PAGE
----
A tornado that tore through Joplin, Missouri, destroyed part of the town and left 89 people dead this past Sunday, just a month after more than 300 people were killed across the South in natural disasters last month. While all 20 of the area's sirens sounded during the emergency, people had only 20 minutes to gather their belongings and find safety.
While President Obama is currently abroad, he called the governor of Missouri to convey his condolences and has been closely monitoring the response to the damage in Joplin, from his his hotel room and while on Air Force One, according to USA Today.
"The President has directed FEMA Administrator Craig Fugate to travel to Missouri to ensure the state has all the support it needs," stated White House spokesperson Nick Shaprio. "In addition, in anticipation of requests for assistance, a FEMA Incident Management Assistance Team (IMAT) is en route to Joplin. This self-sustaining team will work with FEMA officials already in Missouri to coordinate with state and local officials to identify needs and any shortfalls impacting disaster response and recovery."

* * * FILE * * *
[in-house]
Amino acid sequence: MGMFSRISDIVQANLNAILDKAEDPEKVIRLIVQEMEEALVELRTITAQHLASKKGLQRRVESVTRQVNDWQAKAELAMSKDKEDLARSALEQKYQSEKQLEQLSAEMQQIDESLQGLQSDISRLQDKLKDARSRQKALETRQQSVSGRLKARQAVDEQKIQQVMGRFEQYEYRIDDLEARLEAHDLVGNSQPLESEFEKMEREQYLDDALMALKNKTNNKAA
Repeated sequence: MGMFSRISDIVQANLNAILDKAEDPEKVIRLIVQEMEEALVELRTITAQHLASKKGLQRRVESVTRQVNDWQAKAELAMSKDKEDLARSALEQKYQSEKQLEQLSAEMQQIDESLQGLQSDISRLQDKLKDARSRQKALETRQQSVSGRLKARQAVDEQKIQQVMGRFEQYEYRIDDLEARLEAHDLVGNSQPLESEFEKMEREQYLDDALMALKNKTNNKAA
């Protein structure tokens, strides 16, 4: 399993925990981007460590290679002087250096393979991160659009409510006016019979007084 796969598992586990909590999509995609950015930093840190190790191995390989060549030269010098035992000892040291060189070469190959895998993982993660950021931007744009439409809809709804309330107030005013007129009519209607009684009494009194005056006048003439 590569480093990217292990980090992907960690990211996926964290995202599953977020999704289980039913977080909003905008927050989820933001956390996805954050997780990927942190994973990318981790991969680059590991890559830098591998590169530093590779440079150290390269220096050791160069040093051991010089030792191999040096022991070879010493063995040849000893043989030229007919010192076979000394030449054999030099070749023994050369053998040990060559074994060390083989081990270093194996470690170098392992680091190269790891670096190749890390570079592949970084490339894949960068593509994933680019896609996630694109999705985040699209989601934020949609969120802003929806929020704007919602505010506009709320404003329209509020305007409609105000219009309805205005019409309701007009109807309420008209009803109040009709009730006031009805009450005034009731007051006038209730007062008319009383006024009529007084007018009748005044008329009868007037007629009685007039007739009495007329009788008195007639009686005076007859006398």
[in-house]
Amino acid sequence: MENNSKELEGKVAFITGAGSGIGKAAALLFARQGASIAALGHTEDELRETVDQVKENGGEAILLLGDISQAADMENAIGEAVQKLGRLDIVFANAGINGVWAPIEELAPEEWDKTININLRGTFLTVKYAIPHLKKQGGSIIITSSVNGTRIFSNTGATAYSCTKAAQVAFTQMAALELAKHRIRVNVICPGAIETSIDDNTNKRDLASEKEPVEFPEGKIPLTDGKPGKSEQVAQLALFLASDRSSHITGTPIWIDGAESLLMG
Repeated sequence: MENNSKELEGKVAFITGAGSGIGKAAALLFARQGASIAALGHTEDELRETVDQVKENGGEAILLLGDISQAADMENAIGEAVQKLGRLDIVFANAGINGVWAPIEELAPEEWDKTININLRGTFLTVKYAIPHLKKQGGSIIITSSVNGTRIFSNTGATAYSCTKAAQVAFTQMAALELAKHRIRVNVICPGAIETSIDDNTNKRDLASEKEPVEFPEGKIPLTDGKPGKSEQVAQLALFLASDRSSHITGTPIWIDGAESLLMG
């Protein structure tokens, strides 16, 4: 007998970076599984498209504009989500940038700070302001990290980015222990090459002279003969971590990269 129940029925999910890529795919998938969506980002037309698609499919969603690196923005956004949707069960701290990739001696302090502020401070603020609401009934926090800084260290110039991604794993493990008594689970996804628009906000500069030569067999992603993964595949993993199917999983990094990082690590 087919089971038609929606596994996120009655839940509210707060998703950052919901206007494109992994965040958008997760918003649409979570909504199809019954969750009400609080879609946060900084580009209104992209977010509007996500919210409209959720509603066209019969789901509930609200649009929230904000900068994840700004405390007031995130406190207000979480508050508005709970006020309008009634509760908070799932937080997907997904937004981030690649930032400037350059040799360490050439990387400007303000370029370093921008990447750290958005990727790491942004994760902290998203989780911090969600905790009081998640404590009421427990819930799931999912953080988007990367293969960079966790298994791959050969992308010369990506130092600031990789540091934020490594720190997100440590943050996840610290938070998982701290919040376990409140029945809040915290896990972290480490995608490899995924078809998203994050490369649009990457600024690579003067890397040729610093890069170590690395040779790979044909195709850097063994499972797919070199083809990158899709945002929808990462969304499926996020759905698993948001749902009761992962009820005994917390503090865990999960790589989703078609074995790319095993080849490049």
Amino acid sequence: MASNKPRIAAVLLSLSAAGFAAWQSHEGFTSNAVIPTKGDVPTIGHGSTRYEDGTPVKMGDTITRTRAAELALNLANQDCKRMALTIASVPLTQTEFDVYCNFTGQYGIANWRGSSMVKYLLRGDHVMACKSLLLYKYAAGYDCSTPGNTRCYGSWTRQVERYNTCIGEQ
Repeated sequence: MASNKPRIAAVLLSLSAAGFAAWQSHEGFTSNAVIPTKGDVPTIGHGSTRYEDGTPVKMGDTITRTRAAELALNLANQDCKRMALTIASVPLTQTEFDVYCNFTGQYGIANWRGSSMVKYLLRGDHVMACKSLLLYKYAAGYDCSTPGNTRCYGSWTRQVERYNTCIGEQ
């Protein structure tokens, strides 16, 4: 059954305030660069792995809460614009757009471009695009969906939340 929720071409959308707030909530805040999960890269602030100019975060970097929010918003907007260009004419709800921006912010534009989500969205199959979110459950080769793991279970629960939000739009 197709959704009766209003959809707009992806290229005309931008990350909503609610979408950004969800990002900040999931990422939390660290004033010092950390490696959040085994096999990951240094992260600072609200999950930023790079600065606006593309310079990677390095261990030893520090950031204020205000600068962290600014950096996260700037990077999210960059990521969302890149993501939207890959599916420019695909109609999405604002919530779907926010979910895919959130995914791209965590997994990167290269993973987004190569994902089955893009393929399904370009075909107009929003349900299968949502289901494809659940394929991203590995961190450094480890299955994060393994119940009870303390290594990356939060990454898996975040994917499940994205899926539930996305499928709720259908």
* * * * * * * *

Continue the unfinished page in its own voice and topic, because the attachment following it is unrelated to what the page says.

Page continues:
Rescue workers have already been scouring the rubble for survivors and listening for calls for help, ABC News reports. Officials estimate that up to 30 percent of Joplin was affected by the tornado, with many homes, commercial buildings and cars completely destroyed.
Some authorities fear that the impact to the town's infrastructure could trigger dangerous gas explosions.
"These storms have caused extensive damage across Missouri, and they continue to pose significant risk to lives and property," governor Jay Nixon said, according to the news source. "As a state, we are deploying every agency and resource available to keep Missouri families safe, search for the missing, provide emergency medical care, and begin to recover."